All Nonfiction Bullying Books Academic Author Interviews Celebrity interviews College Articles College Essays Educator of the Year Heroes Interviews Memoir Personal Experience Sports Travel & CultureAll Opinions Bullying Current Events / Politics Discrimination Drugs / Alcohol / Smoking Entertainment / Celebrities Environment Love / Relationships Movies / Music / TV Pop Culture / Trends School / College Social Issues / Civics Spirituality / Religion Sports / Hobbies
- Summer Guide
- College Guide
- Author Interviews
- Celebrity interviews
- College Articles
- College Essays
- Educator of the Year
- Personal Experience
- Travel & Culture
- Current Events / Politics
- Drugs / Alcohol / Smoking
- Entertainment / Celebrities
- Love / Relationships
- Movies / Music / TV
- Pop Culture / Trends
- School / College
- Social Issues / Civics
- Spirituality / Religion
- Sports / Hobbies
- Community Service
- Letters to the Editor
- Pride & Prejudice
- What Matters
Inspiring Memories MAG
“You're a good girl,” Dorothy said earnestly, her words slurred. I placed the full spoon back in her bowl. Her watery blue eyes, partially hidden by wrinkles, looked straight at me. She cleared her throat. “You're a good girl. Thank you,” she said. I wiped her nose, whispered a thank you, and refilled the spoon with chicken-flavored mush.
It was dinnertime in the Reminiscence wing of Sunrise Assisted Living, and the clang and clatter of utensils dominated the scattered voices. This was where the residents with Alzheimer's lived. Occasionally, Gretchen would break out laughing or crying at her table of four. At the largest table, Janie, who was missing part of her arm, kept asking when her sister was coming to take her home. Mitsi would forget she was eating dinner and get up, insisting that she had something important to do. These grandparents, though not my own, changed my view of life immensely.
Having spoonfed a woman six decades older than me, I can't help but notice the parallels between Dorothy and my baby cousin Caleb. Both need help to eat. Neither can walk unassisted. Essentially, Dorothy and Caleb are almost completely helpless without someone to care for them. This dependence must be humiliating for an adult with so many experiences.
Despite these similarities, it seems that grandchildren garner far more attention and love than grandparents. While babies are considered cute for their antics, it scares many to find that their grandparents have become like children. Consequently, many families avoid visiting their elderly, claiming, “He'll forget I was there 10 minutes after I leave.”
This may be true, but according to a study published in the Proceedings of the National Academy of Sciences, the emotions triggered by an experience remain even after the memory is gone. Fifteen minutes after watching clips of tearjerker films, subjects (who suffered from dimentia) were asked about the movies. They responded that they felt sad, even though they didn't remember why; the experimenter concluded that even if a patient forgot his daughter had visited, his happiness would remain for the rest of the day.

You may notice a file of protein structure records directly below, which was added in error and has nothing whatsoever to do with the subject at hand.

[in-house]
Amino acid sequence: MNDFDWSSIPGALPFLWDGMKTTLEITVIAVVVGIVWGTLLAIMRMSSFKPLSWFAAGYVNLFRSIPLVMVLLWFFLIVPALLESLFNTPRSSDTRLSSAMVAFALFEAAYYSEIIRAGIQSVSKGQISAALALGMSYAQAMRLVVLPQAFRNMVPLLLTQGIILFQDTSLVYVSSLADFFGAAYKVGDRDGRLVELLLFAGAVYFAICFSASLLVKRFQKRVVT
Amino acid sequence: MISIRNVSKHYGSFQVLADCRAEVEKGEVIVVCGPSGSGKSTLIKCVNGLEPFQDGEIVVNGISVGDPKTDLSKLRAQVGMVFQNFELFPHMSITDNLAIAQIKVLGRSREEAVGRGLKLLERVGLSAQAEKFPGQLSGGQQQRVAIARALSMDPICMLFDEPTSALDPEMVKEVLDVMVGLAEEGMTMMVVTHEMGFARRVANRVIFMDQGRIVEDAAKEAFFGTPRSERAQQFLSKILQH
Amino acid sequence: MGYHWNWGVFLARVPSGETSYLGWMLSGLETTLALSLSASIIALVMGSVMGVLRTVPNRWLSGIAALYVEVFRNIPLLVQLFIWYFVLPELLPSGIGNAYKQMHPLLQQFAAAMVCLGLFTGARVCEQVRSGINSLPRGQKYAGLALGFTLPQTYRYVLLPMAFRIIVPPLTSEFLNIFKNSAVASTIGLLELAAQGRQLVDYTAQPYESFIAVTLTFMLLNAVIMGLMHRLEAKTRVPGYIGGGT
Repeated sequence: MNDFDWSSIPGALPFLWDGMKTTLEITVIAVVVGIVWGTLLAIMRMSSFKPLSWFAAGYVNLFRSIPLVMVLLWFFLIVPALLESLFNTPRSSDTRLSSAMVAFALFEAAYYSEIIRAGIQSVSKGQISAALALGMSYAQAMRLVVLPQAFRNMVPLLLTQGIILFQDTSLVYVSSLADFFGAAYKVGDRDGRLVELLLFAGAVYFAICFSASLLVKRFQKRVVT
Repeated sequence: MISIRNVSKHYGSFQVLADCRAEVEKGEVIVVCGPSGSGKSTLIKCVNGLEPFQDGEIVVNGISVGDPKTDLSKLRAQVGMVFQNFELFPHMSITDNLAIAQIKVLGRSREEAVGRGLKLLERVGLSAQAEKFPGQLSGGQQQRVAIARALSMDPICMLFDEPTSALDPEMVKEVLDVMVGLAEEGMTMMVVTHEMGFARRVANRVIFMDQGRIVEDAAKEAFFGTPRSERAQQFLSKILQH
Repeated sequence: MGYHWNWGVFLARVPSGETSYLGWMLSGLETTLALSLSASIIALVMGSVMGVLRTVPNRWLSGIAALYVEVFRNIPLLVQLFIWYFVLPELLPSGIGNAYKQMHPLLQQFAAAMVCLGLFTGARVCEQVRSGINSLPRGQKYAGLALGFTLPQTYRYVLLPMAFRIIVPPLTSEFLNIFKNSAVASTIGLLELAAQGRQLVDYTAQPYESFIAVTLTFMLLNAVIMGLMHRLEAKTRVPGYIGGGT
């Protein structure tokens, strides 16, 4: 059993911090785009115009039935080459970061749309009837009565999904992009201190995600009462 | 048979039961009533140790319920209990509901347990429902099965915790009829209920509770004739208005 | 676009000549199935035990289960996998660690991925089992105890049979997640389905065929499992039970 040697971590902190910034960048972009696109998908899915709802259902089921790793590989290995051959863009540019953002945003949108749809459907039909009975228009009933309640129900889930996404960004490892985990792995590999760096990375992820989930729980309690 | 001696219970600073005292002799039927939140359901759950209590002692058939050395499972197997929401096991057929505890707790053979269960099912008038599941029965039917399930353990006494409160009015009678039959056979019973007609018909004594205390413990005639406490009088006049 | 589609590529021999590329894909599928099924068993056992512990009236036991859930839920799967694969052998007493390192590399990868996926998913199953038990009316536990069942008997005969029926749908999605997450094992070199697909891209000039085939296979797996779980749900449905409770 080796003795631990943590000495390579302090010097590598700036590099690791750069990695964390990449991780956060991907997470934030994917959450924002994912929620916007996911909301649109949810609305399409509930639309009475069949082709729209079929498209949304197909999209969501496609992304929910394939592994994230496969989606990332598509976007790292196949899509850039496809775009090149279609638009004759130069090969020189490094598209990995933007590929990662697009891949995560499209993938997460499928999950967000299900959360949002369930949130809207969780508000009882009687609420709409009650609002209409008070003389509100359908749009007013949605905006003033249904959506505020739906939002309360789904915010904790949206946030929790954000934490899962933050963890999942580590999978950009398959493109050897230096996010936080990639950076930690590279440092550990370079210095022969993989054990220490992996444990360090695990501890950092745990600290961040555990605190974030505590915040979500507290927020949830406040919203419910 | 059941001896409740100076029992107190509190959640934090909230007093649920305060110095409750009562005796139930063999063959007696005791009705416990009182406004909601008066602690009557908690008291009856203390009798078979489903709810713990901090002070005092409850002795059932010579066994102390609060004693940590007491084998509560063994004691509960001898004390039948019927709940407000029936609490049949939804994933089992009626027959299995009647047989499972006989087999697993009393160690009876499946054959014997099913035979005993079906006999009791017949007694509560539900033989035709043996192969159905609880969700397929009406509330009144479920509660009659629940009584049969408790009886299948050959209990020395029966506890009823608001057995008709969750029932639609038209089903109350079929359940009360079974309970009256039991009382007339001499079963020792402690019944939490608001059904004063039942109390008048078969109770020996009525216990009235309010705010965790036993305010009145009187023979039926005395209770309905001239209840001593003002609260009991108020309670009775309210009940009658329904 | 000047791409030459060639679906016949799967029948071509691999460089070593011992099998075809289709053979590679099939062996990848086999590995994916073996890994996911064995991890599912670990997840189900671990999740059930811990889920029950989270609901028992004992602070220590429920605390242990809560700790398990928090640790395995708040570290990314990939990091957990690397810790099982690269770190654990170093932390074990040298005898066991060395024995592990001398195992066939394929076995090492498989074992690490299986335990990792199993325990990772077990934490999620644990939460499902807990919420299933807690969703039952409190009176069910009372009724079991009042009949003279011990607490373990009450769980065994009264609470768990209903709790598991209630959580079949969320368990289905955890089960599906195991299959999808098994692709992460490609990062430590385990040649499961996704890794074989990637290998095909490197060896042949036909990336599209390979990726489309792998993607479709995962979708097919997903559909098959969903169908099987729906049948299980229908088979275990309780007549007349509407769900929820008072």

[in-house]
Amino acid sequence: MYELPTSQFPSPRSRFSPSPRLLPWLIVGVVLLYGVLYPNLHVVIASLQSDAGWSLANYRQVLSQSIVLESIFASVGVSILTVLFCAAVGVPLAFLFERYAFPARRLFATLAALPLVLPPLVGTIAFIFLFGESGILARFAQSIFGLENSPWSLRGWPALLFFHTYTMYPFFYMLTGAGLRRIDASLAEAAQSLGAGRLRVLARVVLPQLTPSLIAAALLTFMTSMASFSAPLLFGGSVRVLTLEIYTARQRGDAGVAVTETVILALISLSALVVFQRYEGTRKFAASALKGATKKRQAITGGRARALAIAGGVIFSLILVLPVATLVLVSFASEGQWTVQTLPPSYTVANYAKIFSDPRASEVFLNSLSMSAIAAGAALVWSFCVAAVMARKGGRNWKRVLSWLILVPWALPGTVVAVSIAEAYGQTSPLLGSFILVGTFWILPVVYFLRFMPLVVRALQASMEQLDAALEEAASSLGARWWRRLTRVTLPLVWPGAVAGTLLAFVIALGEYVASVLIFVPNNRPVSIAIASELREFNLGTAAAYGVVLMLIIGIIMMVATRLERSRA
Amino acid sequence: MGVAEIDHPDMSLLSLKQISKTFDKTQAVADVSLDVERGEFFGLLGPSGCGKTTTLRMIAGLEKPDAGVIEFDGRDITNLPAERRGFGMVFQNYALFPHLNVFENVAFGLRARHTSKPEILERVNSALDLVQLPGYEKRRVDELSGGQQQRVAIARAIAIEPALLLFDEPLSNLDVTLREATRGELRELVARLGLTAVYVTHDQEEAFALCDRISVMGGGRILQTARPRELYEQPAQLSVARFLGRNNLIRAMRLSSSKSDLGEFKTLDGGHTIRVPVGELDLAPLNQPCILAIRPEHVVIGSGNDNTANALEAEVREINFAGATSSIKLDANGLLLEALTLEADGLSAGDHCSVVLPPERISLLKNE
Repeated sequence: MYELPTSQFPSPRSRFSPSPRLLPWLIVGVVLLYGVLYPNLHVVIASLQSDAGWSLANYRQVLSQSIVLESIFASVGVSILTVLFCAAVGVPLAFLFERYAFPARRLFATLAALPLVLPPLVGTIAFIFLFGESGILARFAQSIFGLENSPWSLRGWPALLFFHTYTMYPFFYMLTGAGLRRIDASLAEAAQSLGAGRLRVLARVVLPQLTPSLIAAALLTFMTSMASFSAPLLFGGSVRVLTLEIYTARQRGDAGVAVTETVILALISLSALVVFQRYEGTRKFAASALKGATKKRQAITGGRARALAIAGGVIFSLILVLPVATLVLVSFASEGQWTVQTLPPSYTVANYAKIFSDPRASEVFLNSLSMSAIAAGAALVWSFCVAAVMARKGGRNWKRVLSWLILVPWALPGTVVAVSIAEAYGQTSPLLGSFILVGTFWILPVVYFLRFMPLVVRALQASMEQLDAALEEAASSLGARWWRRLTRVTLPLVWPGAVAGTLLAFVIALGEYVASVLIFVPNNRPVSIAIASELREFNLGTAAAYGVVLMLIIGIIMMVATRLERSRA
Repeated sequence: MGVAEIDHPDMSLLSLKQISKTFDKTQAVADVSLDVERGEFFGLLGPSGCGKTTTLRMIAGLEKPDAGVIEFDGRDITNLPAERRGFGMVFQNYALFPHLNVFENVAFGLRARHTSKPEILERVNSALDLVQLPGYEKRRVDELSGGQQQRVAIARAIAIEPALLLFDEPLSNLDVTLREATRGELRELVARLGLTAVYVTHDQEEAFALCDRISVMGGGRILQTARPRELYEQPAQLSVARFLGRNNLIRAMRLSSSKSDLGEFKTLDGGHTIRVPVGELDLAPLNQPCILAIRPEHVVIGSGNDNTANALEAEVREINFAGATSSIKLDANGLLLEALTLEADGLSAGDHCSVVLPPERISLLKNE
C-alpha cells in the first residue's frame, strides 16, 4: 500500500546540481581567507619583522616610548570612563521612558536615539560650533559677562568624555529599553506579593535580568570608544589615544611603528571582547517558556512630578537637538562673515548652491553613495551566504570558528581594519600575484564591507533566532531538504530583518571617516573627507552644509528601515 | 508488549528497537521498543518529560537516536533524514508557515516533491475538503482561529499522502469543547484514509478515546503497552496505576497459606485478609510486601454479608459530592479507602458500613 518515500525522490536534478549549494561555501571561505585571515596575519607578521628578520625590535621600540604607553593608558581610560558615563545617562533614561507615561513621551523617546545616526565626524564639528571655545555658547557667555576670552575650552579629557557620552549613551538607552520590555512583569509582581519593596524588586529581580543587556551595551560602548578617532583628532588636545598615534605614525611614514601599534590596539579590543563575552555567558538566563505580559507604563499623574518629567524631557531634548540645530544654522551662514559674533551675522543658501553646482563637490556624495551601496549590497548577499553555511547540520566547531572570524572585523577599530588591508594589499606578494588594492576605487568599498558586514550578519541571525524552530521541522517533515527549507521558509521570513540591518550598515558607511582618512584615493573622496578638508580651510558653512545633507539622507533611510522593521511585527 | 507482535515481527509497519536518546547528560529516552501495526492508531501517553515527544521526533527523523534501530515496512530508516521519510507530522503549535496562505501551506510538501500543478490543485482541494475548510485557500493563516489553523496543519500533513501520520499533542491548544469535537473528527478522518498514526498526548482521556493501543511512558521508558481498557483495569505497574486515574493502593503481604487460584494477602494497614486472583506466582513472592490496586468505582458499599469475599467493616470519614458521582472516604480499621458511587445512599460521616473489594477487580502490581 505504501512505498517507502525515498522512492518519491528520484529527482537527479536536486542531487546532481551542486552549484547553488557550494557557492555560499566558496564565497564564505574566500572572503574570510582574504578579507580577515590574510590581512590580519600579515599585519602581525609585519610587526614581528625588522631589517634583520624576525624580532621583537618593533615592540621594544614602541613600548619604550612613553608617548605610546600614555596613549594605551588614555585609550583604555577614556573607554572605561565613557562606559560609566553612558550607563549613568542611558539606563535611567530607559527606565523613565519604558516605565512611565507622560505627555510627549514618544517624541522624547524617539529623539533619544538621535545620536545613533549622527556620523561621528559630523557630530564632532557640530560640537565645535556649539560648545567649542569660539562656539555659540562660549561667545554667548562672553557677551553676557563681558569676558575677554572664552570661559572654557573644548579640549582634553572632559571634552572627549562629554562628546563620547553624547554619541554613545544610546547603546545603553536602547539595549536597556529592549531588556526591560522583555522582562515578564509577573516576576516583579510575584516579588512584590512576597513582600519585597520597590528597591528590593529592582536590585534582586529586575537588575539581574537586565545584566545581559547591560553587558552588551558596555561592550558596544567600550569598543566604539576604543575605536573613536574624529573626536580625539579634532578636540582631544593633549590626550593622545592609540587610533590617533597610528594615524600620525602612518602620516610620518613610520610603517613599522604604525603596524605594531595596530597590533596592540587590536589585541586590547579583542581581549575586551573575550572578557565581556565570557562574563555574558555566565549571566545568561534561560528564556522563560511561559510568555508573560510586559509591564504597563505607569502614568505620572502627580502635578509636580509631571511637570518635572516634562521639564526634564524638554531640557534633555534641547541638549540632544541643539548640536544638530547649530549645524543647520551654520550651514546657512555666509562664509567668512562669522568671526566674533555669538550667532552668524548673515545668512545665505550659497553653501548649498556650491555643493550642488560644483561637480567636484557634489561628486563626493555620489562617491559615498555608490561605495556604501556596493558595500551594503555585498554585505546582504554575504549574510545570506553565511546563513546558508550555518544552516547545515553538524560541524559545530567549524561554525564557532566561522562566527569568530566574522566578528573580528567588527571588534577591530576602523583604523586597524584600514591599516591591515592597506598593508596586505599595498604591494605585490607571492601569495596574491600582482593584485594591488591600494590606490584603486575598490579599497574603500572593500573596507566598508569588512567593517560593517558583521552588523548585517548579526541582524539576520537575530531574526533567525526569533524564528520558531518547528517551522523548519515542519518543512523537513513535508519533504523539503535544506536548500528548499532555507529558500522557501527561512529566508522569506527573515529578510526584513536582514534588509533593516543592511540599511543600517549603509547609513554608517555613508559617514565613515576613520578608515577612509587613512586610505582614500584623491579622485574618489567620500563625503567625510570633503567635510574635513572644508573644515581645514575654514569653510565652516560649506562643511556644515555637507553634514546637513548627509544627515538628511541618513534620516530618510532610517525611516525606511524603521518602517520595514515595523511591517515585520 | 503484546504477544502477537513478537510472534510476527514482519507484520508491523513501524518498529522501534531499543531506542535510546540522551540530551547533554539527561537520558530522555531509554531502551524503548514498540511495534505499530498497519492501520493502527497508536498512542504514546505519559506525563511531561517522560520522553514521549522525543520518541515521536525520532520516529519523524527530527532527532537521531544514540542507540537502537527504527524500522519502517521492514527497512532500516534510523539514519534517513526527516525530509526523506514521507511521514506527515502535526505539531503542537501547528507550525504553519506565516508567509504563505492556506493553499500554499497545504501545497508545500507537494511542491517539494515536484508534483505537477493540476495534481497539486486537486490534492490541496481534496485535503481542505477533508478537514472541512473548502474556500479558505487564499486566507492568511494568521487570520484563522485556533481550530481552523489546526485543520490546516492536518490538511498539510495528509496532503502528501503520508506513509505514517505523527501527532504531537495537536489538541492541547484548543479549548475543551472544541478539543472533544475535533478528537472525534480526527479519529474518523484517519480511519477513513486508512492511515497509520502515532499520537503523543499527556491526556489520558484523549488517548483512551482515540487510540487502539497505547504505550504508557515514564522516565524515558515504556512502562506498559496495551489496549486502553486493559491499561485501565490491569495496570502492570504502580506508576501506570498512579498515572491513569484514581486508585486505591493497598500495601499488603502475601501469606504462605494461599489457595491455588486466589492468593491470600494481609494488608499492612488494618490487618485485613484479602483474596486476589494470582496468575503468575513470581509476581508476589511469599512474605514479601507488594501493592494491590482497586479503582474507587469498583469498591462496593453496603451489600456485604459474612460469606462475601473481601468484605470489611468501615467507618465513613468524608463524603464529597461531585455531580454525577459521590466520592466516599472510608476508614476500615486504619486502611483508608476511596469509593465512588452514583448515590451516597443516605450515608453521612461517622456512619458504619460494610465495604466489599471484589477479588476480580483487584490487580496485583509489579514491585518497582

My grandfather, who lives in a nursing home in Taiwan, has Alzheimer's too. Since I've met him only a few times, I don't know what he likes, where he has lived, or how he met my grandmother. But knowing Dorothy, Joe, Gretchen, and Mitsi, I feel closer to him because I know how he must feel. Like these women, he is becoming less and less independent.
This must be such a scary experience – to know that you're losing your mind and body but are unable to do anything about it. Some residents who are starting to slip into a severe stage of Alzheimer's seem to be holding onto something. Mitsi worries incessantly that she's missing an important meeting. Jo always wants to go to her room to switch purses. Janie constantly asks when her sister is taking her home. It's as if they are refusing to let the disease steal everything.
When I think about it, I would be scared to death if I was diagnosed with Alzheimer's and admitted to an assisted-living home, knowing that my disease would progress to the degree that I might not be able to control my emotions. Despite this, these women remain determined to fight, clinging to their scant memories, which reflects the strength and love they have for life and their families. Similarly, I'll continue to support them by gaining all the knowledge and skills I can to help.
My experience with these elderly residents has shown me how blessed I am. Though I'm not old and forgetful, I've learned to appreciate the freedom of life unhindered by faulty memory or neurological disorders. I've decided to take full advantage of these blessings – youth, education, and a loving family – so that I can help others. These “others” are definitely not limited to grandparents with Alzheimer's; rather, I want to help those suffering from neurological disorders or accidents live their lives with as much freedom as possible.
I hope that studying health sciences in college will help me find ways to improve these grandparents' memory or stall the progression of Alzheimer's. Whether I end up doing medical research or working in a clinic, I want to help our grandparents, who deserve our love and respect.
The next time I go to Taiwan, I want to visit my grandfather, and even though he may not recognize me, I'll leave him smiling for the rest of the day, wondering why he is so happy.